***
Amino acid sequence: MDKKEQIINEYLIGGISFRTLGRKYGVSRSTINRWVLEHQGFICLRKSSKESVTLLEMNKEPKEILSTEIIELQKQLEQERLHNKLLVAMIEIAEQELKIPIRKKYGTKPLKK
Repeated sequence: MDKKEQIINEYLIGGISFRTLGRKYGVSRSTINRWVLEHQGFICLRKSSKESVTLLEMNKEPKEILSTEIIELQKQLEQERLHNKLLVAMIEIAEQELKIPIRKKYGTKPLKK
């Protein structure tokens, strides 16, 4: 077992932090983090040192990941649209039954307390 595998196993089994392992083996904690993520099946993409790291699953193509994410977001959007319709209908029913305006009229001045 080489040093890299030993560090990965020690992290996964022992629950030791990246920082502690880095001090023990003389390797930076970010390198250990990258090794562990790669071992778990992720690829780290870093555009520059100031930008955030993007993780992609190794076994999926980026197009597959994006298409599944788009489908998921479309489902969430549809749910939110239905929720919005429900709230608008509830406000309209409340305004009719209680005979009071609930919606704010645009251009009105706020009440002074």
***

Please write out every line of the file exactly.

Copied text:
Amino acid sequence: MDKKEQIINEYLIGGISFRTLGRKYGVSRSTINRWVLEHQGFICLRKSSKESVTLLEMNKEPKEILSTEIIELQKQLEQERLHNKLLVAMIEIAEQELKIPIRKKYGTKPLKK
Repeated sequence: MDKKEQIINEYLIGGISFRTLGRKYGVSRSTINRWVLEHQGFICLRKSSKESVTLLEMNKEPKEILSTEIIELQKQLEQERLHNKLLVAMIEIAEQELKIPIRKKYGTKPLKK
């Protein structure tokens, strides 16, 4: 077992932090983090040192990941649209039954307390 595998196993089994392992083996904690993520099946993409790291699953193509994410977001959007319709209908029913305006009229001045 080489040093890299030993560090990965020690992290996964022992629950030791990246920082502690880095001090023990003389390797930076970010390198250990990258090794562990790669071992778990992720690829780290870093555009520059100031930008955030993007993780992609190794076994999926980026197009597959994006298409599944788009489908998921479309489902969430549809749910939110239905929720919005429900709230608008509830406000309209409340305004009719209680005979009071609930919606704010645009251009009105706020009440002074």